The authors wish to thank Dr. Luigi Piva for providing data about renal carcinoma.


Publication costs were funded by the Italian Association for Cancer Research (AIRC).

Availability of data and materials

The datasets used and analyzed during the current study are available from the corresponding author on reasonable request.

About this supplement

This article has been published as part of BMC Bioinformatics Volume 19 Supplement 7, 2018: 12th and 13th International Meeting on Computational Intelligence Methods for Bioinformatics and Biostatistics (CIBB 2015/16). The full contents of the supplement are available online at

Authors’ contributions

MF and FA implemented the algorithms and performed the analyses. MF, PB and EB wrote the report. All authors have read and approved the manuscript.

Ethics approval and consent to participate

Not applicable.

Competing interests

The authors declare that they have no competing interests.

Publisher’s Note

Springer Nature remains neutral with regard to jurisdictional claims in published maps and institutional affiliations.

Open AccessThis article is distributed under the terms of the Creative Commons Attribution 4.0 International License (, which permits unrestricted use, distribution, and reproduction in any medium, provided you give appropriate credit to the original author(s) and the source, provide a link to the Creative Commons license, and indicate if changes were made. The Creative Commons Public Domain Dedication waiver ( applies to the data made available in this article, unless otherwise stated.

Authors’ Affiliations

Department of Clinical Sciences and Community Health, University of Milan, Milan, Italy
Unit of Medical Statistics, Biometry and Bioinformatics, Fondazione IRCSS Istituto Nazionale dei Tumori, Milan, Italy


  1. Boracchi P, Biganzoli E, Marubini E. Joint modelling of cause-specific hazard functions with cubic splines: an application to a large series of breast cancer patients. Comput Stat Data Anal. 2003;42:243–62.View ArticleGoogle Scholar
  2. Fornili M, Ambrogi F, Boracchi P, Biganzoli E. Piecewise exponential artificial neural networks (PEANN) for modeling hazard function with right censored data. In: Formenti E, Tagliaferri R, Wit E, editors. Computational intelligence methods for bioinformatics and biostatistics. New York: Springer; 2013. p. 125–36.Google Scholar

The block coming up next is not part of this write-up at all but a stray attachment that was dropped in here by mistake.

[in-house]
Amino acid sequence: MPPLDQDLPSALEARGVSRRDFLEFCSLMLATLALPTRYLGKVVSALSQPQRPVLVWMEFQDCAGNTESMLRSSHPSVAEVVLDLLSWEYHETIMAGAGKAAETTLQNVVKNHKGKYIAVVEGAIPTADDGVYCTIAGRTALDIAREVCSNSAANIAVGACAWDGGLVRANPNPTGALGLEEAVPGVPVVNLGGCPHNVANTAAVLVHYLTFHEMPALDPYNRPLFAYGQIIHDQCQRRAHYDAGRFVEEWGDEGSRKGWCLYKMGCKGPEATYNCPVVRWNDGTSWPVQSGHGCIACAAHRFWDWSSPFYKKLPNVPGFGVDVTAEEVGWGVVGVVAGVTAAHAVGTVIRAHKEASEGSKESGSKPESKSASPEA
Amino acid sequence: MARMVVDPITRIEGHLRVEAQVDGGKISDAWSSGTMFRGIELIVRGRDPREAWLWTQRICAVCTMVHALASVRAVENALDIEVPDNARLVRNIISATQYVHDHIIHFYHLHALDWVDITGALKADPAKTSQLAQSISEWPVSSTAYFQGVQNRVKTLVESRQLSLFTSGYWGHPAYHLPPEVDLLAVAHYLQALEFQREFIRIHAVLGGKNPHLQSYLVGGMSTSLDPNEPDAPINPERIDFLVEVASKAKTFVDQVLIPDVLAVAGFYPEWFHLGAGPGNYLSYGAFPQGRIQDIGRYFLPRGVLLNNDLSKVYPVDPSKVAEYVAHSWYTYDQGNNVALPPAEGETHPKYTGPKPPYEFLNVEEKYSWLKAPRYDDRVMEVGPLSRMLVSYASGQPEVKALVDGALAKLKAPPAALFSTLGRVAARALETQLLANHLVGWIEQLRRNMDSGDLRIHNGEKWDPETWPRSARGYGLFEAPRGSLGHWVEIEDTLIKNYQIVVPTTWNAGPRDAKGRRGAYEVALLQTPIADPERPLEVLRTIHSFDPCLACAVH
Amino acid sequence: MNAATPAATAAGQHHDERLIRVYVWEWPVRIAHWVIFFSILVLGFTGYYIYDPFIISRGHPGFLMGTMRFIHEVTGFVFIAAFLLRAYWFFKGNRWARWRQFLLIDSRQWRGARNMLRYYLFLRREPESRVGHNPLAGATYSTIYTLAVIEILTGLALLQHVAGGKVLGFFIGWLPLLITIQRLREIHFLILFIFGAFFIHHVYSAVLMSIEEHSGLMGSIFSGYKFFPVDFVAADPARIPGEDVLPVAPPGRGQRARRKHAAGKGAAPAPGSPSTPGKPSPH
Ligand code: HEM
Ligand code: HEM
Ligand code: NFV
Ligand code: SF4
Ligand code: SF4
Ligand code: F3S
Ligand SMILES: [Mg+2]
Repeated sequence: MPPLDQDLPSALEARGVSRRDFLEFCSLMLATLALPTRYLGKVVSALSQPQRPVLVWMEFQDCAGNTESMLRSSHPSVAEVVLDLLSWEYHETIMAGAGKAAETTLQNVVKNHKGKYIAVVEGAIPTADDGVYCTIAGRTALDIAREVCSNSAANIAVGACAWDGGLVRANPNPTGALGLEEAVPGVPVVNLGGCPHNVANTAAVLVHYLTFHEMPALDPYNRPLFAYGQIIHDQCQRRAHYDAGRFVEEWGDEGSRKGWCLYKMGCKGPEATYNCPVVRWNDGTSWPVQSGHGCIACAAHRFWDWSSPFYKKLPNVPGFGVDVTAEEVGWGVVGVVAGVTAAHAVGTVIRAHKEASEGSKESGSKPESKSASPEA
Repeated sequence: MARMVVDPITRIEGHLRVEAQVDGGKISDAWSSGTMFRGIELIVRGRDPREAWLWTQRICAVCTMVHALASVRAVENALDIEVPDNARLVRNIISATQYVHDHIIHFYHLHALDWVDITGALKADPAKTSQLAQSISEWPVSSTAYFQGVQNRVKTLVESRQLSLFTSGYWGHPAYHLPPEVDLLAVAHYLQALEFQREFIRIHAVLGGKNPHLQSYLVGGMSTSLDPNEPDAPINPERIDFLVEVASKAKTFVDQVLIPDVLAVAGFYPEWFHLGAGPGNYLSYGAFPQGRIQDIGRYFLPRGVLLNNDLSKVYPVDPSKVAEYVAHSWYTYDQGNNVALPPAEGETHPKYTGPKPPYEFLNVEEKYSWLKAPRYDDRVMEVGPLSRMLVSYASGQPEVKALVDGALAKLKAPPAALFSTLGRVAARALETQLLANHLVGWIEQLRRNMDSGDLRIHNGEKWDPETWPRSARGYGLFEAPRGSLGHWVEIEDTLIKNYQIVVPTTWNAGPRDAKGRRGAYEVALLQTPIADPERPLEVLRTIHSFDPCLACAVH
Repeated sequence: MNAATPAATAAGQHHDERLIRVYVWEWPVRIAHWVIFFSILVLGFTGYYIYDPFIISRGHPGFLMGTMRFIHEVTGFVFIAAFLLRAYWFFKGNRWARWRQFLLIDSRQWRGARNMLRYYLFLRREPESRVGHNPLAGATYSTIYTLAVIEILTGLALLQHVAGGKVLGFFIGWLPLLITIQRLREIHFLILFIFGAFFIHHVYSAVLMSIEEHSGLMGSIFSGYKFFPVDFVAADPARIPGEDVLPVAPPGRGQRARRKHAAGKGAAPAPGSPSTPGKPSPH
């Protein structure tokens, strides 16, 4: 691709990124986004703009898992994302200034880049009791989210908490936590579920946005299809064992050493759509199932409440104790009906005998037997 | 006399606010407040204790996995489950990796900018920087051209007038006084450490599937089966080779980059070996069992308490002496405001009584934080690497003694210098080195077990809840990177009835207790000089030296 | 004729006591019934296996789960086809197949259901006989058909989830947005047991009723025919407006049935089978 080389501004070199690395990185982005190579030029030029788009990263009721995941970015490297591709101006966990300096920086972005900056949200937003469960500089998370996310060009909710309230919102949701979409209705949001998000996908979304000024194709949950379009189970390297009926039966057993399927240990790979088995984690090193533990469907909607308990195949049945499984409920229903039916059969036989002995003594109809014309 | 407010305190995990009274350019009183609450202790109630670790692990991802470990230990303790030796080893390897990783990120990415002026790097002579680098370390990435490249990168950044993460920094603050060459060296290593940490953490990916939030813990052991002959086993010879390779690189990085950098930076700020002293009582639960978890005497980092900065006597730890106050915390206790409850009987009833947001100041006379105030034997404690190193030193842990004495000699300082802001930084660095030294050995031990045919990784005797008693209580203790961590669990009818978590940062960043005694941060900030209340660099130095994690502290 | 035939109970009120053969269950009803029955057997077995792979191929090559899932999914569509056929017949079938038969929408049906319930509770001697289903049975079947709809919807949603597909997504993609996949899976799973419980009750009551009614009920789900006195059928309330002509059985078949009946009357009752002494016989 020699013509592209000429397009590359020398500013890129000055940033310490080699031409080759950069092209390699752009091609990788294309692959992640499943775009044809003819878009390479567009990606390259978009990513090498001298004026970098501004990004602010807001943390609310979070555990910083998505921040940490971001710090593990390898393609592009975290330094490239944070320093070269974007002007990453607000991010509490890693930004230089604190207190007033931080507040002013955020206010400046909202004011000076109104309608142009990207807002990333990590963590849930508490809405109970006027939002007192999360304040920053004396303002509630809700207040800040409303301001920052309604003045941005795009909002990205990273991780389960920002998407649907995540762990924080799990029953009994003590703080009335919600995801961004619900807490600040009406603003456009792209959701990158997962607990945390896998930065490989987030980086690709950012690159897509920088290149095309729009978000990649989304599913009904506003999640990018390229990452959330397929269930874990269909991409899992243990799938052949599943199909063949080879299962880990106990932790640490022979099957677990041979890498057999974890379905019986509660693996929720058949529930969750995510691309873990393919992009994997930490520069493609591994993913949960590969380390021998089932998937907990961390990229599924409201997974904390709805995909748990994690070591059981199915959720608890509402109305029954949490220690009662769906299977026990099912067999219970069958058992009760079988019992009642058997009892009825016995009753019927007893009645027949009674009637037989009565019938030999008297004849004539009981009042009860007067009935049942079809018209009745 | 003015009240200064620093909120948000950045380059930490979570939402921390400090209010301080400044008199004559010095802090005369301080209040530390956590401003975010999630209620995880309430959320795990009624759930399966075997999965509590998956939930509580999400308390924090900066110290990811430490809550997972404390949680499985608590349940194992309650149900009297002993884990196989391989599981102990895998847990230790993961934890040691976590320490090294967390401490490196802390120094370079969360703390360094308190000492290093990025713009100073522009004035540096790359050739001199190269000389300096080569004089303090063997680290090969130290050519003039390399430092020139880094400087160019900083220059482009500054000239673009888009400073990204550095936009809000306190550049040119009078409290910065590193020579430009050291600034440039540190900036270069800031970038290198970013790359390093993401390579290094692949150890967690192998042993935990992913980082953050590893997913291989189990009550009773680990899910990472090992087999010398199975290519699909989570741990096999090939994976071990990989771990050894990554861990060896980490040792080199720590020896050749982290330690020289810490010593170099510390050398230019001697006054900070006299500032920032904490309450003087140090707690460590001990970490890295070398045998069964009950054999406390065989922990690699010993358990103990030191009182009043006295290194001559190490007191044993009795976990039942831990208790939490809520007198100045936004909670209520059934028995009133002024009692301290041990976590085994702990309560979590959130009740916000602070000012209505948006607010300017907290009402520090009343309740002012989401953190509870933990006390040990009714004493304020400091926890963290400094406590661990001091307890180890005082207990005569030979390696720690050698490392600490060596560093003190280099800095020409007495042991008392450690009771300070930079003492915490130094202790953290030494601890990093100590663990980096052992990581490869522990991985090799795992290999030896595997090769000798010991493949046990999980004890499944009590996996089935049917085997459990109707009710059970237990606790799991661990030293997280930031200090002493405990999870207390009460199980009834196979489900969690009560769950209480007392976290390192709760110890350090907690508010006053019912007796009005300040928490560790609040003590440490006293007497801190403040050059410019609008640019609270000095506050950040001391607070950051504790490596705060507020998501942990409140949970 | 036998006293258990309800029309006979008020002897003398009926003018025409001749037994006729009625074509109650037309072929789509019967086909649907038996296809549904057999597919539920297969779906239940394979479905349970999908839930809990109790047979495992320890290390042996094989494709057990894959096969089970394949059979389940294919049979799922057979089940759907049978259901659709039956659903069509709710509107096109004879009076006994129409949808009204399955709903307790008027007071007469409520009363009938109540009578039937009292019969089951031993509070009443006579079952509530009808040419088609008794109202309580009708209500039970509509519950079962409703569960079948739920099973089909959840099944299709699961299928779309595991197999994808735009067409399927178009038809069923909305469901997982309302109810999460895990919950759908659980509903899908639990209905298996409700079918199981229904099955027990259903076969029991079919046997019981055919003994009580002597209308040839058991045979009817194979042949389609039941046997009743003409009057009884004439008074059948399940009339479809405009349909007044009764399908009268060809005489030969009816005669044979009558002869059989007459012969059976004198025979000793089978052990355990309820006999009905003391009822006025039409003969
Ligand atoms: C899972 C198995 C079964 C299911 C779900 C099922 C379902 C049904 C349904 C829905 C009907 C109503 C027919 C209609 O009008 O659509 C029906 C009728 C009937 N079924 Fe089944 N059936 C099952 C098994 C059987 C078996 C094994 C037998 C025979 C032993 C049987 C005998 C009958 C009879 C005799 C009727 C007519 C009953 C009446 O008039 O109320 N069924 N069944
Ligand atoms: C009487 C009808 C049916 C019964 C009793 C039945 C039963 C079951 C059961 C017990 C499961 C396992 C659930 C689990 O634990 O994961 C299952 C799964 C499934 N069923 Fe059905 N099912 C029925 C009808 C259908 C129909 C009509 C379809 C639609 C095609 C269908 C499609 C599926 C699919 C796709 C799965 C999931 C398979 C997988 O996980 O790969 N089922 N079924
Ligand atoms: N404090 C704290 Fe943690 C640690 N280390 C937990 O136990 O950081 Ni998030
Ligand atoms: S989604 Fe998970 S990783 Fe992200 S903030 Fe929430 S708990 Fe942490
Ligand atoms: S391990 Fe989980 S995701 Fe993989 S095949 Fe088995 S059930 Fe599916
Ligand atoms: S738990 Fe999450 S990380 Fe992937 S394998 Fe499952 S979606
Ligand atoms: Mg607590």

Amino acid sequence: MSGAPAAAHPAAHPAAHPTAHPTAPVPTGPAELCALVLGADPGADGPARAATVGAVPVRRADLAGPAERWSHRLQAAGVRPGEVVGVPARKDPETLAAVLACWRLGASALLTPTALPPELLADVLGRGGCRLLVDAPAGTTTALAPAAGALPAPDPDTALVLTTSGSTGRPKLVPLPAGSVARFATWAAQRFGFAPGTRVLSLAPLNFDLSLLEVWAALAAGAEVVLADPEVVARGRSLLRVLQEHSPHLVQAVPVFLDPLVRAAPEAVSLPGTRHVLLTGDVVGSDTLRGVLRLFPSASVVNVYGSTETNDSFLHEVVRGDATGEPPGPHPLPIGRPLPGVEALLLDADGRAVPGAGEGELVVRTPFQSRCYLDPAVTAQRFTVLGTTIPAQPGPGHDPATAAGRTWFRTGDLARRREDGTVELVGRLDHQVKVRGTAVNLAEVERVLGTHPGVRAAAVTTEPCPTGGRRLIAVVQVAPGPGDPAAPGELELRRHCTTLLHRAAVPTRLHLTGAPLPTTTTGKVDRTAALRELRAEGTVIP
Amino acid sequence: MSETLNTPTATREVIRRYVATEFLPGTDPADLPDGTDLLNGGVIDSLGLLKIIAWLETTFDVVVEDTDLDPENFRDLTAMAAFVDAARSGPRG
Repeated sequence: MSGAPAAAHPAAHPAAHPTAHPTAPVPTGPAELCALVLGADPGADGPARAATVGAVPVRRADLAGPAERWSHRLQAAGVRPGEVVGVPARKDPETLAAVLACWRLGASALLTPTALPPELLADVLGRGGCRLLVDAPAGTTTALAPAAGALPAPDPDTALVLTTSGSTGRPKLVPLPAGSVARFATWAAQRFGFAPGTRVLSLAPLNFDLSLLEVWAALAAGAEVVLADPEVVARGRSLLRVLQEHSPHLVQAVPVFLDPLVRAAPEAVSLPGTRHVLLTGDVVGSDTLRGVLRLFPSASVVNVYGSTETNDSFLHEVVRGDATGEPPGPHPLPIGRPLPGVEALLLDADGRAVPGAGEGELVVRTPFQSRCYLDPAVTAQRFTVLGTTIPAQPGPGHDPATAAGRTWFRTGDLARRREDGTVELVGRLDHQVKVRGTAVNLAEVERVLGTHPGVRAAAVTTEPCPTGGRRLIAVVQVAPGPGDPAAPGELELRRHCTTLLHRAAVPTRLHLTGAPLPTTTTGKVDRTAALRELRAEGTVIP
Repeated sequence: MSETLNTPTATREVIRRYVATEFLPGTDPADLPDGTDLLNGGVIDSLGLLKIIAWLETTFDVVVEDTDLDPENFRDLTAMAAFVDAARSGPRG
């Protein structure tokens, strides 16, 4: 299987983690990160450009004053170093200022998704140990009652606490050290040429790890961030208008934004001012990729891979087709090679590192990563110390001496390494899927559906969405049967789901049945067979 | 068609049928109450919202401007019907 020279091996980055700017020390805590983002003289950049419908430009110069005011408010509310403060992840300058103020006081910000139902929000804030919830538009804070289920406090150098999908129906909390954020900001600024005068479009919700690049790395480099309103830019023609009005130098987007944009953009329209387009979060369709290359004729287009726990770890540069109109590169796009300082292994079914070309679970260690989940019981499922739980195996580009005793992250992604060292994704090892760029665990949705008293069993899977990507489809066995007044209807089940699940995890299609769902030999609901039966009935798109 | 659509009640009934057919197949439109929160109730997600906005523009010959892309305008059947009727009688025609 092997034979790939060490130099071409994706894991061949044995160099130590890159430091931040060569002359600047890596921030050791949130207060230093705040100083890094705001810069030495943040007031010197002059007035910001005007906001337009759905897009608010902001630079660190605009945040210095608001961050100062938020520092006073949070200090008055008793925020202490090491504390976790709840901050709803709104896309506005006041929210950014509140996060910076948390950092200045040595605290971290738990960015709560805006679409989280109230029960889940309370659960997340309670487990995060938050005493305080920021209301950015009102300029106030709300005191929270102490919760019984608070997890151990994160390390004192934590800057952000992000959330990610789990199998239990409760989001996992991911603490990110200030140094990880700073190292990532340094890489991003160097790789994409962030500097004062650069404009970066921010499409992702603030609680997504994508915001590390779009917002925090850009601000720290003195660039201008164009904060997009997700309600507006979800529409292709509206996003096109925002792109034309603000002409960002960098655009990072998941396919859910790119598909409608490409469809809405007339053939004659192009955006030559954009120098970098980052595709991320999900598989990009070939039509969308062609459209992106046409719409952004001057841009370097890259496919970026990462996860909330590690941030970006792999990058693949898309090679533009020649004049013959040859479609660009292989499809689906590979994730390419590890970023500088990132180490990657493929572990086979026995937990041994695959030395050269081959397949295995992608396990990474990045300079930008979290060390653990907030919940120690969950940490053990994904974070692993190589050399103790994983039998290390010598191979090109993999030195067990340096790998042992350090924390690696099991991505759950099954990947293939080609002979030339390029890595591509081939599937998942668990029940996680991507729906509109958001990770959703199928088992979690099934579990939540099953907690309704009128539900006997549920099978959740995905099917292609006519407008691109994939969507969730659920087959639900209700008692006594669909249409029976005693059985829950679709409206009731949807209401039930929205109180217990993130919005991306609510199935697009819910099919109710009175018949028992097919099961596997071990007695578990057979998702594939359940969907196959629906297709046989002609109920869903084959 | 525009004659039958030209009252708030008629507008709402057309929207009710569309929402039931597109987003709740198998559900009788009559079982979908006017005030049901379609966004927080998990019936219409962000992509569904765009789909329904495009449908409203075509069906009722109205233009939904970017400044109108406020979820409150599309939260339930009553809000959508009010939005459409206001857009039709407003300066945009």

3. Ripley BD. Pattern recognition and neural networks. Cambridge: Cambridge University Press; 1996.View ArticleGoogle Scholar
  4. Pizzocaro G, Piva L, Calavita M, Ferri S, Artusi R, Boracchi P, Parmiani G, Marubini E. Interferon adjuvant to radical nephrectomy in Robson stages II and III renal cell carcinoma: a multicentric randomized study. J Clin Oncol. 2001;19:425–31.View ArticlePubMedGoogle Scholar
  5. Schulz KF, Altman DG, Moher D, for the CONSORT Group. CONSORT 2010 statement: updated guidelines for reporting parallel group randomised trials. BMC Med. 2010;8:18.View ArticlePubMedPubMed CentralGoogle Scholar
  6. Aitkin M, Francis B, Hinde J, Darnell R. Statistical modelling in R. Oxford: Oxford University Press; 2009.Google Scholar
  7. Venables WN, Ripley BD. Modern applied statistics with S. New York: Springer; 2002.View ArticleGoogle Scholar
  8. Efron B, Hastie T. Computer age statistical inference. Cambridge: University Press; 2016.View ArticleGoogle Scholar
  9. Breiman L, Friedman J, Stone CJ, Olshen RA. Classification and regression tree. Boca Raton: Chapman and Hall; 1984.Google Scholar
  10. Ghali WA, Quan H, Brant R, van Melle G, Norris CM, Faris PD, Galbraith PD, Knudtson ML. For the APPROACH investigators. Comparison of 2 methods for calculating adjusted survival curves from proportional hazard models. JAMA. 2001;286:1494–7.View ArticlePubMedGoogle Scholar
  11. Biganzoli E, Boracchi P, Mariani L, Marubini E. Feed forward neural networks for the analysis of censored survival data: a partial logistic regression approach. Stat Med. 1998;17(10):1169–86.View ArticlePubMedGoogle Scholar
  12. Biganzoli E, Boracchi P, Marubini E. A general framework for neural network models on censored survival data. Neural Netw. 2002;15(2):209–18.View ArticlePubMedGoogle Scholar


© The Author(s). 2018